Cave Fungi is probably a wrong term. Fungi grow everywhere, and they do not need light, so growing inside a cave does not require any adaption. They grow in the top soil and they grow in cave clay, especially if there is a piece of wood, which most likely brought the spores with it into the cave. So as a result cave fungi are not fungi adapted to caves, but simply normal fungi, at least several species, where caves are a general part of their habitat. However, the fungal morphology changes under cave conditions.
Yet cave fungi are an often overlooked cornerstone of cave life. Nearly 1030 species are known from caves worldwide, and in Austria about 100 large fungi have been found in caves. Nutritionally, most cave fungi are saprotrophic, followed by parasites, there are only a few mycorrhizal fungi.
Fungi are growing as a mycelium, the vegetative part of a fungus or fungus-like bacterial colony, consisting of a mass of branching, thread-like hyphae. They do not need sunlight for this, just enough rotting plants. When two compatible monokaryotic mycelia join and form a dikaryotic mycelium, that mycelium may form fruiting bodies such as mushrooms. Fruiting bodies or sporocarps are multicellular structures on which spore-producing structures, such as basidia or asci, are formed.
As caves are close to the natural habitat of fungi, although there is generally not enough food for them, it is easy to grow fungi inside caves, by just providing the food. During the 19th and 20th century hundreds or even thousands of caves were used to grow fungi, typically champignons (Agaricus). But unfortunately they are very delicate and so many mushroom farms had to close because they were contaminated by bacteria, other fungi or another mushroom disease.
Probably the most famous cave fungus originates from a cave in the little French town Roquefort. There is a limestone cave, a karst cave, above the village in the cliff. Long time ago a shepherd left his food in the cave while he was herding his sheep. The food was a piece of cheese and a loaf of bread packed in a cloth. It is not clear what happened exactly, but it seems he forgot his food in the cave, which was generally not a big problem, as the cool cave air and the high carbon dioxide in the air preserved the food like a refrigerator. But when he came back, the food was covered by a green blue fungus. He thought about throwing it away, but food was expensive and he was poor, so he tried to eat it. He was very astonished as he learned that the cheese, a fresh cheese, which before tasted quite boringly, was now much better with a special taste. The bread was not very good with the fungus, but he had the idea to seed the next load of cheese with crumbs of the moldy bread to make it tasty.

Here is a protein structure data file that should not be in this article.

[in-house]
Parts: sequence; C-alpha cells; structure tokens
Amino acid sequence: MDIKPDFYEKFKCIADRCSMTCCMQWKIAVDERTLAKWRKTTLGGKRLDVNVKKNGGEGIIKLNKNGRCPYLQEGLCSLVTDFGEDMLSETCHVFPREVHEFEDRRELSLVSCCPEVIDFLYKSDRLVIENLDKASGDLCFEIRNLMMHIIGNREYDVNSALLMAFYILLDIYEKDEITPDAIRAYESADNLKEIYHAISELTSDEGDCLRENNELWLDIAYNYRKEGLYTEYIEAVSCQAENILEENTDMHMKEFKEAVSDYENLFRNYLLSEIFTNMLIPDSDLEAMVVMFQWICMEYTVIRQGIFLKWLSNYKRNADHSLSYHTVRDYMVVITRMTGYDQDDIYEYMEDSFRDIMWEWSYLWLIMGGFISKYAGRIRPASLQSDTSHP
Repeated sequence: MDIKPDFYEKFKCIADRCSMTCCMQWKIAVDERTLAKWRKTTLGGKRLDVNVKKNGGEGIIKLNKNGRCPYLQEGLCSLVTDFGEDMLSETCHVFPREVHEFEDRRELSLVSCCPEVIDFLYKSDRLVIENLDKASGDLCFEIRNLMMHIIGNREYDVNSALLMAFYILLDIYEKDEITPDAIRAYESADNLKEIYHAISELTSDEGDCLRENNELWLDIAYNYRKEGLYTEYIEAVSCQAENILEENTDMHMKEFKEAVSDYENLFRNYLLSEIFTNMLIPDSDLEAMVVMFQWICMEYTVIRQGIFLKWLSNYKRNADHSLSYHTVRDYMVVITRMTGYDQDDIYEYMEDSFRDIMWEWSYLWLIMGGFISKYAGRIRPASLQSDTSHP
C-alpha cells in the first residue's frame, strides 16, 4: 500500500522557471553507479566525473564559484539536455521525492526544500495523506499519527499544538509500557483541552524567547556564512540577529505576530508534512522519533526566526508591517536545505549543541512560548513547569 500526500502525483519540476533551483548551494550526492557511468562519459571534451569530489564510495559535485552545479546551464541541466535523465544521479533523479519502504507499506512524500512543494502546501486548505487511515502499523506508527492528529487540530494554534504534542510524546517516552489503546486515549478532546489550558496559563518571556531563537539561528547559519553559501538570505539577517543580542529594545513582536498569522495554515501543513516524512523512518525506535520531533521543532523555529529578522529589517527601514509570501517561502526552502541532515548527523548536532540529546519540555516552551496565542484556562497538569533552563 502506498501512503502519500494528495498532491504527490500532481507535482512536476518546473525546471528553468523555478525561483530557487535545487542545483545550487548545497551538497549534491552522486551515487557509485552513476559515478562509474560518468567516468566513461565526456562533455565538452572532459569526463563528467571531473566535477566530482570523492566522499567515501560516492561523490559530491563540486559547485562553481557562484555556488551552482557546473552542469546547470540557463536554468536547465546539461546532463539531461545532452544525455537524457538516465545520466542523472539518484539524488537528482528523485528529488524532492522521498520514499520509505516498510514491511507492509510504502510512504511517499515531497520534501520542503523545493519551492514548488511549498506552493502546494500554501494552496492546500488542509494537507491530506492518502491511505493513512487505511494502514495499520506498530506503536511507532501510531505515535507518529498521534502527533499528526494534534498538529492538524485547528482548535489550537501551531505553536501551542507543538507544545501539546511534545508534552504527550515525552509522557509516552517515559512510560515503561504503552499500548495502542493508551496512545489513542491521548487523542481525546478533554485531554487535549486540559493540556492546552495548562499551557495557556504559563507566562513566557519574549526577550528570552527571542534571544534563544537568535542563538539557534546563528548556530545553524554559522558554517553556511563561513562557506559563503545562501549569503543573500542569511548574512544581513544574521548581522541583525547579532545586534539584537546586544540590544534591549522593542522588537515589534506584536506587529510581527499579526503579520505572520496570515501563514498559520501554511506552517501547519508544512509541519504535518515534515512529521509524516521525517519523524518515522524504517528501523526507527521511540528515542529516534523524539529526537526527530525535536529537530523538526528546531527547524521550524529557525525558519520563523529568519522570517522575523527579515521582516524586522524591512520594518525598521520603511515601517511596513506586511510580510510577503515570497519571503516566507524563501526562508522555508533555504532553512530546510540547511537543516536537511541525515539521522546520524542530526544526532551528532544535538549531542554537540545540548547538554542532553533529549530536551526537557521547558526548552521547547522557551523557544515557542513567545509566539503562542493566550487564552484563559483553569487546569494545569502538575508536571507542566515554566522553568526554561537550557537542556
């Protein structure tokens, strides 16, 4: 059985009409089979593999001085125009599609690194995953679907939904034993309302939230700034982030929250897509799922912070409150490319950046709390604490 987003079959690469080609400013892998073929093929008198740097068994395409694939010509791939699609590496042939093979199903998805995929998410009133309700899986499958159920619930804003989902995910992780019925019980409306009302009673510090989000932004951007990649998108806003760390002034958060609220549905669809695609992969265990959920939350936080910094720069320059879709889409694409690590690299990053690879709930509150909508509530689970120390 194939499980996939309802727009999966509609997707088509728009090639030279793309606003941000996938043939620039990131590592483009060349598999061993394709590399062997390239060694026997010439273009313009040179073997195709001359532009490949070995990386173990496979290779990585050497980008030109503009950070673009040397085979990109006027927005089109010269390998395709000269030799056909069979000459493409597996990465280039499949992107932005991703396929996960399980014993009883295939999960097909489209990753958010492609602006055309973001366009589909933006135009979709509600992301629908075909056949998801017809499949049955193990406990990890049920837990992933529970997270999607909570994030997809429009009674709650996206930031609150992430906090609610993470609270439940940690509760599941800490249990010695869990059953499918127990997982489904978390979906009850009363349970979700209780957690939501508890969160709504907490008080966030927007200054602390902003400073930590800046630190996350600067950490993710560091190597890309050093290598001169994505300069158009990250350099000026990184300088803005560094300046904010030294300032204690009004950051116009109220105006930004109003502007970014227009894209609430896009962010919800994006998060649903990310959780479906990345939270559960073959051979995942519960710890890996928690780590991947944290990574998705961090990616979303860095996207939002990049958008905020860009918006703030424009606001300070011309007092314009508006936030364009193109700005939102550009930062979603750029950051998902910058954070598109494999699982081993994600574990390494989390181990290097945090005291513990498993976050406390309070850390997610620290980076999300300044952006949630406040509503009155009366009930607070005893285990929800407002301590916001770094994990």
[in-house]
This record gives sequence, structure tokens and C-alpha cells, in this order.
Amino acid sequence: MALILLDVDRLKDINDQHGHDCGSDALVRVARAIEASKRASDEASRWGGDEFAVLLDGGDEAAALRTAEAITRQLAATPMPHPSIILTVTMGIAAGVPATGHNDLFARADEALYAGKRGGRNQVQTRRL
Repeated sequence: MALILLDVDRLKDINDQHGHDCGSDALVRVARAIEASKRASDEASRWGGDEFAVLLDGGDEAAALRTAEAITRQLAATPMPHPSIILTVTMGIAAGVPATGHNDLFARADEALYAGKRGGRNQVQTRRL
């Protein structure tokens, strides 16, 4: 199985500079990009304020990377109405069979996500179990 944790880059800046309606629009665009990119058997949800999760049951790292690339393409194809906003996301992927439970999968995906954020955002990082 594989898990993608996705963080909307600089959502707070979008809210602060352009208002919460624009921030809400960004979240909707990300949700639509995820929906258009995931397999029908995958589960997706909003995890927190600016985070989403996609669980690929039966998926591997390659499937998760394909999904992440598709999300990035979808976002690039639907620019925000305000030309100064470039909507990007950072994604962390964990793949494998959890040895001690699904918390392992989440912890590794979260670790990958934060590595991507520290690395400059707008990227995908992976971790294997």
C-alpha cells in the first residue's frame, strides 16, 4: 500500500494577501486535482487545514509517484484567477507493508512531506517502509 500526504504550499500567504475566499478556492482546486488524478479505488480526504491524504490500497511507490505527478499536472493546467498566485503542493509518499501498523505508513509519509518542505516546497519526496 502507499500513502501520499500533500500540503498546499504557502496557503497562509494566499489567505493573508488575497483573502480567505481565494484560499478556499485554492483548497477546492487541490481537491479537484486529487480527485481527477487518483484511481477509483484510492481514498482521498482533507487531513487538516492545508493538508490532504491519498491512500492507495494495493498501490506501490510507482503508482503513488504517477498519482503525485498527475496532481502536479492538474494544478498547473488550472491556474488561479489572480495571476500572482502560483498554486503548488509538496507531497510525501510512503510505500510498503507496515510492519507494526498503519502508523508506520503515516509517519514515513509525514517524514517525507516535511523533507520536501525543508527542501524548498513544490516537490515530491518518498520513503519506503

But fungi can also cause damages in caves. Unfortunately many caves with prehistoric paintings have the problem of fungi invading the paintings. In the sixties the caves of Lascaux and Altamira were closed to protect the paintings. Too many visitors caused the growth of green algae, of fungi, and other damages. The number of visitors was drastically reduced, the caves were more or less locked down, except for some scientists. This stopped the problems for a while, but now black spots have been discovered on the paintings (JUL-2007) and were identified as fungi. Two fungi, ulocladium and gliomastix, grow on a layer of existing bacteria.
Finally, we should not forget that fungi in caves can affect cave visitors and cave animals. Some diseases are caused by fungal spores in the cave air, and cavers should wear breathing masks in these caves. A very important representative is histoplasmosis (Histoplasma capsulatum). Bats can also be damaged by fungi; the fungus Pseudogymnoascus destructans causes white-nose syndrome (WNS) in them.